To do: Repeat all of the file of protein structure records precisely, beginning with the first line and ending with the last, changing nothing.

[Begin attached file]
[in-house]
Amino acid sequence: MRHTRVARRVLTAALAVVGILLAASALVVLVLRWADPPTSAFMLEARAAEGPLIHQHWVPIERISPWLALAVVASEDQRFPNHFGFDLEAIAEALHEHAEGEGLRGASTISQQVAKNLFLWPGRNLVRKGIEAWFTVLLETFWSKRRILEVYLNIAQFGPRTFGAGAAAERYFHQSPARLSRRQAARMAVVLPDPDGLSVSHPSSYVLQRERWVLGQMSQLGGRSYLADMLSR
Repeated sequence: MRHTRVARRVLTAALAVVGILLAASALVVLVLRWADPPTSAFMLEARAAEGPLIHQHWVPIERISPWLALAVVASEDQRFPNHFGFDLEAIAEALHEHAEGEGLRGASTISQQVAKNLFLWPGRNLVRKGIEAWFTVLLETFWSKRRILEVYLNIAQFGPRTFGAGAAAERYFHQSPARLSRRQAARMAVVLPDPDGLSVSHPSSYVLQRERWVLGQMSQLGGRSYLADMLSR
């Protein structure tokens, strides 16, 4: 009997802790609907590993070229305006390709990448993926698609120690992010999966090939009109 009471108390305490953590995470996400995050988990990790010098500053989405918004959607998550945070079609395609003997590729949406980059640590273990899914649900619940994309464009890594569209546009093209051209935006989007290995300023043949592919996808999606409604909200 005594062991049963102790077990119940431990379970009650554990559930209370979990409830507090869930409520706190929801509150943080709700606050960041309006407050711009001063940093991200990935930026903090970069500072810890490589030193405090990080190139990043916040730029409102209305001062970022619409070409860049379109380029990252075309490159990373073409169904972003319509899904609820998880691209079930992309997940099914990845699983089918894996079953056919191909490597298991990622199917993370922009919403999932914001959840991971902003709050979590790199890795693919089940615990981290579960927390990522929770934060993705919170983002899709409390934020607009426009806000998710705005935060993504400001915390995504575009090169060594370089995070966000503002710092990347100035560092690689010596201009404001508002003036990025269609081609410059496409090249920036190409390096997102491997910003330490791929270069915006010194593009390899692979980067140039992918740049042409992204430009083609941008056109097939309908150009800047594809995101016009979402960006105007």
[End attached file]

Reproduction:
[in-house]
Amino acid sequence: MRHTRVARRVLTAALAVVGILLAASALVVLVLRWADPPTSAFMLEARAAEGPLIHQHWVPIERISPWLALAVVASEDQRFPNHFGFDLEAIAEALHEHAEGEGLRGASTISQQVAKNLFLWPGRNLVRKGIEAWFTVLLETFWSKRRILEVYLNIAQFGPRTFGAGAAAERYFHQSPARLSRRQAARMAVVLPDPDGLSVSHPSSYVLQRERWVLGQMSQLGGRSYLADMLSR
Repeated sequence: MRHTRVARRVLTAALAVVGILLAASALVVLVLRWADPPTSAFMLEARAAEGPLIHQHWVPIERISPWLALAVVASEDQRFPNHFGFDLEAIAEALHEHAEGEGLRGASTISQQVAKNLFLWPGRNLVRKGIEAWFTVLLETFWSKRRILEVYLNIAQFGPRTFGAGAAAERYFHQSPARLSRRQAARMAVVLPDPDGLSVSHPSSYVLQRERWVLGQMSQLGGRSYLADMLSR
């Protein structure tokens, strides 16, 4: 009997802790609907590993070229305006390709990448993926698609120690992010999966090939009109 009471108390305490953590995470996400995050988990990790010098500053989405918004959607998550945070079609395609003997590729949406980059640590273990899914649900619940994309464009890594569209546009093209051209935006989007290995300023043949592919996808999606409604909200 005594062991049963102790077990119940431990379970009650554990559930209370979990409830507090869930409520706190929801509150943080709700606050960041309006407050711009001063940093991200990935930026903090970069500072810890490589030193405090990080190139990043916040730029409102209305001062970022619409070409860049379109380029990252075309490159990373073409169904972003319509899904609820998880691209079930992309997940099914990845699983089918894996079953056919191909490597298991990622199917993370922009919403999932914001959840991971902003709050979590790199890795693919089940615990981290579960927390990522929770934060993705919170983002899709409390934020607009426009806000998710705005935060993504400001915390995504575009090169060594370089995070966000503002710092990347100035560092690689010596201009404001508002003036990025269609081609410059496409090249920036190409390096997102491997910003330490791929270069915006010194593009390899692979980067140039992918740049042409992204430009083609941008056109097939309908150009800047594809995101016009979402960006105007």